Demand that the agency tell you the credentials and bill rates of everyone who will be billing to your account, and the number of approximate hours they'll bill to your account each month.

On a final note, I'd like to add a note about VCs. Back in the bubble days, it was standard practice for VCs to mandate that their portfolio companies budget a blanket $20,000-$30,000 minimum for a big name agency. Dumb. I've heard numerous horror stories of clients who got nothing but a big name. Agency abuses were rampant back then. Luckily, many of those agencies went out of business after the bubble burst. Most startups can do just fine with $5,000-$10,000, if the money's spent correctly.

Posted by: Mark Coker at May 12, 2005 11:33 AM

A stellar PR person isn't afraid to tell their client that they are being 'absolutely unreasonable.' (For example, a client fired me on the spot because I told him that I wouldn't write another 'worthless press release just because he said so.')

A great PR person is confident enough to work towards and guarantee quantifiable results directly related to their clients' business goals.

A terrible PR person always tells their client 'yes' when instead, they should be laughing hysterically at their ridiculous requests.

Posted by: carole sinclair at May 13, 2005 01:31 AM

As someone who once was one of those timid, half-scared juniors punting out stories about software upgrades or trying to get prime space for a trade event, instead of it being on the diary pages where it belongs, I would like to point out that long-term journalists can actually help alleviate this problem.

Next time some new name calls in with a deadwood non-story, ASK them if they are a junior on the account. If they are, tell them, quickly, firmly and politely it is a non-goer. Then tell them to explain this to their AD. This will take about 30 seconds but it can save you hundreds of junk email releases, voicemails and annoying phone conversations later on.

Why? Because most juniors I have come across will happily feedback that a story or idea is no good. It shows they are learning. It single handedly demonstrates that they have developed some form of relationship (no matter how tenuous) with the journalist).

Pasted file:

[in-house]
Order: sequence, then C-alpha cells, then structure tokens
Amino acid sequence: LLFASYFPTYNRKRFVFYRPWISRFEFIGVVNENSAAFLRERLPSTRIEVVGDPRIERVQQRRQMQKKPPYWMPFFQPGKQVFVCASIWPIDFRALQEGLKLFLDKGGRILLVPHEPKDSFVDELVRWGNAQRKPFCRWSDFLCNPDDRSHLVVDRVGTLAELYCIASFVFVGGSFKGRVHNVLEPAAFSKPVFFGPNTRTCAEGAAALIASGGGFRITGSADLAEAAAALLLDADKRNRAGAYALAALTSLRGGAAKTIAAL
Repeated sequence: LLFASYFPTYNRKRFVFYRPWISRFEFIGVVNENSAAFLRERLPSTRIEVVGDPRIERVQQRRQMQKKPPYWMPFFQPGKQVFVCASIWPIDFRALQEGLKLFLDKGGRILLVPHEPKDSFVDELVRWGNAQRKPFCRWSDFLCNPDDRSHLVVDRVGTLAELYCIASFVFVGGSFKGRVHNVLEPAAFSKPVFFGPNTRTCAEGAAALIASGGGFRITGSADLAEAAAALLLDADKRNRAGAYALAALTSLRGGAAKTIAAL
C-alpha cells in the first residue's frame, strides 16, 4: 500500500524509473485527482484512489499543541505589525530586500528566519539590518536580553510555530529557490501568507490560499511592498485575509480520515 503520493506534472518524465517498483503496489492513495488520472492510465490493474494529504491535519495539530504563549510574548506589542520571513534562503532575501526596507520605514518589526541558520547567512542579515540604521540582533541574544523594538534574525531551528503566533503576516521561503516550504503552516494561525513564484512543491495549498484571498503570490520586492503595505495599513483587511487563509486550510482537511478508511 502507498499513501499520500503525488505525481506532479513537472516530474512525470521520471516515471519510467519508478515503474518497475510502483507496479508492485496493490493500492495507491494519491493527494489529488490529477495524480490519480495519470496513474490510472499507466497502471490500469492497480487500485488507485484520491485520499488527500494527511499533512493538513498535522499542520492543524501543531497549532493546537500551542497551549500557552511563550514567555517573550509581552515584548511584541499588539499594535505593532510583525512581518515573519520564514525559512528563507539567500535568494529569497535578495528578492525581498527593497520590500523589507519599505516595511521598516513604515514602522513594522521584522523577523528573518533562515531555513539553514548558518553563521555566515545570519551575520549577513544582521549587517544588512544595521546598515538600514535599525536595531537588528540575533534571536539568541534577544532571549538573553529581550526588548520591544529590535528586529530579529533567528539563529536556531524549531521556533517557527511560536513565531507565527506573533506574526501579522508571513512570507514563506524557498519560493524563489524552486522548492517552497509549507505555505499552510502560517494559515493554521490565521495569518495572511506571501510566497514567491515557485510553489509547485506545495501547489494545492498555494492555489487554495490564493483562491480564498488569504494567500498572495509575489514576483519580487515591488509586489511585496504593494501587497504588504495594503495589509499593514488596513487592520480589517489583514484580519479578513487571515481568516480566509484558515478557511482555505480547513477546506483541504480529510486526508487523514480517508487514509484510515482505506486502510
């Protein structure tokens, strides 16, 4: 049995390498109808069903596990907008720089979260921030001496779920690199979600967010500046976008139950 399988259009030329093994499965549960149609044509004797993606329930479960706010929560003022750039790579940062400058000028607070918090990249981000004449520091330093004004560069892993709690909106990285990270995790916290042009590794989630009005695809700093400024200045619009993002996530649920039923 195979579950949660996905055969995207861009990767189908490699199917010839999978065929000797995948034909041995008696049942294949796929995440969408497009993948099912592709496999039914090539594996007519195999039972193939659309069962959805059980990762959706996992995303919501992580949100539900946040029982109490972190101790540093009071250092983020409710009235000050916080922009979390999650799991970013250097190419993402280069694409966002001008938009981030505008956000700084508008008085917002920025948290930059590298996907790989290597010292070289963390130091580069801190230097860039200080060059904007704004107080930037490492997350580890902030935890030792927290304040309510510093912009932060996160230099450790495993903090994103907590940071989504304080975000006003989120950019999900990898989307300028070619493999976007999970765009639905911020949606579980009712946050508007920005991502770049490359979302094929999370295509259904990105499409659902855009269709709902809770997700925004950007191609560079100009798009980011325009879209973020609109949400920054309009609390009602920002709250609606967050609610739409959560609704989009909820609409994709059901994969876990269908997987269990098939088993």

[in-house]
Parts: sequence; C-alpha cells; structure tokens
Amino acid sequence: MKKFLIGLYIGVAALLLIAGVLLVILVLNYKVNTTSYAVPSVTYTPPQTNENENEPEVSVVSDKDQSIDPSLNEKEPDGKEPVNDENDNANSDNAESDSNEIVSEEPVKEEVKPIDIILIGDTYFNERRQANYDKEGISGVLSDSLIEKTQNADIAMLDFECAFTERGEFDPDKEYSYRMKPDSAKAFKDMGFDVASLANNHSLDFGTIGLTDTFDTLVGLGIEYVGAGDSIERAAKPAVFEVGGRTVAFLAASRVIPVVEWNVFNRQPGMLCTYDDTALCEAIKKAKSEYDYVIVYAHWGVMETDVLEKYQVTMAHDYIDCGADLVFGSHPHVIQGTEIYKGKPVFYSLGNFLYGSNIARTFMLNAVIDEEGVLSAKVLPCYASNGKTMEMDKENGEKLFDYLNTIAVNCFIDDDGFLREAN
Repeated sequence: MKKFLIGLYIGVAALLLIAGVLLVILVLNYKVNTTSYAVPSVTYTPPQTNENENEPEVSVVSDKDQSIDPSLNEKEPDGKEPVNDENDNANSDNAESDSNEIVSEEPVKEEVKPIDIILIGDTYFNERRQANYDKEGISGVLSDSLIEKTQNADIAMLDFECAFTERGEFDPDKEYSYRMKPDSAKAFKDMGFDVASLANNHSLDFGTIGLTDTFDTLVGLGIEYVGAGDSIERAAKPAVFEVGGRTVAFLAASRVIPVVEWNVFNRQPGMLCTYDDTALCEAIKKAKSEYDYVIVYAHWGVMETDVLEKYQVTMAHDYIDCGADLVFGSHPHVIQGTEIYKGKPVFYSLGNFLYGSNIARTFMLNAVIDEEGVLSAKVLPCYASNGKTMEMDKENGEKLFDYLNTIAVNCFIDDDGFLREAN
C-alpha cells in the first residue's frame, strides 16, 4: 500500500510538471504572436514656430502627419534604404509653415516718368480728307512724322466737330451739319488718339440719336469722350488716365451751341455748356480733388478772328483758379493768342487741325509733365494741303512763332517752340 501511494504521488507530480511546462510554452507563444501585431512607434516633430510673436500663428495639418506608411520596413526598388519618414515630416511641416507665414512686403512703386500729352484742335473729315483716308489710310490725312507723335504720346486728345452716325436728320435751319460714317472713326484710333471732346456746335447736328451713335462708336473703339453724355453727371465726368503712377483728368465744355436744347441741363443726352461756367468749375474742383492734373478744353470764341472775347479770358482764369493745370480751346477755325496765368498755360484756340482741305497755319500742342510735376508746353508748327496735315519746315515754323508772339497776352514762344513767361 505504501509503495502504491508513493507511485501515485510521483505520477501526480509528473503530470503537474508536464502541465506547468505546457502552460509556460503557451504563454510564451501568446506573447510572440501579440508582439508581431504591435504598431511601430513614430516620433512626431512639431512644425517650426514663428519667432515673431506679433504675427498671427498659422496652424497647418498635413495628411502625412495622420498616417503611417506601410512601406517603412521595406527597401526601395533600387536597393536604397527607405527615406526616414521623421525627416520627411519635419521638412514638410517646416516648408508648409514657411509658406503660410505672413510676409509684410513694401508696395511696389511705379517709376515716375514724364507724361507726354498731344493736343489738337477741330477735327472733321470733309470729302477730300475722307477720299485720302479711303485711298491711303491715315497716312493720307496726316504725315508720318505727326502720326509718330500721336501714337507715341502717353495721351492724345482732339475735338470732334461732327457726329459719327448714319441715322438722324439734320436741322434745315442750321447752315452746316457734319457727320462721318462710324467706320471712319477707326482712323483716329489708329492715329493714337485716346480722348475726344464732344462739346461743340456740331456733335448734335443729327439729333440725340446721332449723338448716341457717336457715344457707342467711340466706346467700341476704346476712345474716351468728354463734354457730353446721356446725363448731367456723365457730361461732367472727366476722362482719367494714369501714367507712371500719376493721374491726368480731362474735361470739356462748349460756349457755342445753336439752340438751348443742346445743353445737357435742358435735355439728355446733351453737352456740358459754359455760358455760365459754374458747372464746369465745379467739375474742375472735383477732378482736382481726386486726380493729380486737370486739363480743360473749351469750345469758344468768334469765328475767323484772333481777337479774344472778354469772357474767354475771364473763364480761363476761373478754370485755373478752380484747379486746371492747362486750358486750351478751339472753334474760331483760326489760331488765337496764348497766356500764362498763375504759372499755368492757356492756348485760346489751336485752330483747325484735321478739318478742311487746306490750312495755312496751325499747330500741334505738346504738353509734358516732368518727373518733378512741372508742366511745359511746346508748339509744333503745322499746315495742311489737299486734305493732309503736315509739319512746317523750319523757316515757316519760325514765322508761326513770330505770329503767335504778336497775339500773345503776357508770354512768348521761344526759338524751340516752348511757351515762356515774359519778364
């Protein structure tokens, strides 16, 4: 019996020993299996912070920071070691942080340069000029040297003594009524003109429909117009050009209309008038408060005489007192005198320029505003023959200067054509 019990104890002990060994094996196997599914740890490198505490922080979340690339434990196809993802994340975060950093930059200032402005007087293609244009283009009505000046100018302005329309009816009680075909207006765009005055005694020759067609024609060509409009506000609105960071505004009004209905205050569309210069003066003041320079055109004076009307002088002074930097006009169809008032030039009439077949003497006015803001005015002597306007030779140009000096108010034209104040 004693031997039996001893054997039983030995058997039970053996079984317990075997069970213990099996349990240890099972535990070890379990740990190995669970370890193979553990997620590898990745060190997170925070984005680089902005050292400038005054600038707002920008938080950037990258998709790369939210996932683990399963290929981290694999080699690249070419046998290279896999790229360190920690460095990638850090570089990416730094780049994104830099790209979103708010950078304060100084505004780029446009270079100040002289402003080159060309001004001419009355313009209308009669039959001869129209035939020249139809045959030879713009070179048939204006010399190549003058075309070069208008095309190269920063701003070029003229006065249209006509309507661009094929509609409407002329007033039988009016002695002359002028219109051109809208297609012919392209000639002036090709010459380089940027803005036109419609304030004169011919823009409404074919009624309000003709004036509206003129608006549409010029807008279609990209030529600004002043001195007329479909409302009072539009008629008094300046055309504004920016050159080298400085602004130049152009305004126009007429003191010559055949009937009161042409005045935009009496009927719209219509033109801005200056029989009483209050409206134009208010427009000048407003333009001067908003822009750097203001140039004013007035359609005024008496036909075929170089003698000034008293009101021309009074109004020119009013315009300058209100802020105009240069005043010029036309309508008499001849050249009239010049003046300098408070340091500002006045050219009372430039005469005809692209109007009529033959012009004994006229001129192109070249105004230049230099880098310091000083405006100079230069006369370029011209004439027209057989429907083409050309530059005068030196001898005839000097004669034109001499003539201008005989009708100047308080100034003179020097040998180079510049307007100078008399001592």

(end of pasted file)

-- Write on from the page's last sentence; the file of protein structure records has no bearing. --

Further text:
But most of all it sets the junior up in the right frame of mind...and most of all to know a given journalists' requirements.

Posted by: Crawford at May 13, 2005 04:24 AM

hi sarah,

first off, thanks for a pretty balanced piece on the 'fire your PR agency' debate.

i think that most of the original and follow-up comments on this issue clearly show that there's just no room for sweeping generalisations. it's an interesting topic, and here are a few more thoughts for the pot;

your point about 'the vast majority of bad PR folks...were from agencies' - did you write this from a journalist's perspective? if so, few points on that:

1) in my experience, many organisations hire PR agencies specifically to get media relations results a) because it's damn difficult and b) because it's a time consuming and, often, thankless task. i've found that a lot of in-housers shy off from media relations because it's simply neither easy nor enjoyable.

also, i've found (and it's only one man's experience) that external PR staff (agency or contractor) are generally sharper, more tenacious and less able to 'hide' than in-housers. naturally, this is going to see them cop flak more often, especially when dealing with media sources.

2) to evaluate PR professionalism on the basis of some execs' telephone pitch technique is also a bit harsh. especially when, for eg, studies from australia suggest that media relations only accounts for around 30% of all PR agency output.

despite this, many journos still think that the entire PR world revolves around them; it's not so.

pitching stories is essentially a sales technique and just one part (albeit an important part) of the broader PR armoury, at which increasing numbers of entrants to PR field are well-versed in.

3)and finally on 'bad PR folks...'; i know of several instances where really bad 'PR' was actually perpetrated by journos who've jumped the fence for careers in PR. untrained in the bigger PR picture, they can be dangerously loose cannons.

some mammoth examples of media relations and ethical malpractice (the english football asociation's 'svengate' crisis, the scottish parliament's 'lobbygate' scandal and the daily mirror's 'city slickers' PR stoush) all prominently featured former hacks.

but i can't tar all ex-journos-turned-PRs with the same brush; my generalisations would in no way be conclusive, i'm sure.

i've worked in some really great and professional PR agency environments where i had huge respect for highly responsible and savvy, fellow PR pros.



Posted by: Gerry McCusker at May 25, 2005 09:01 AM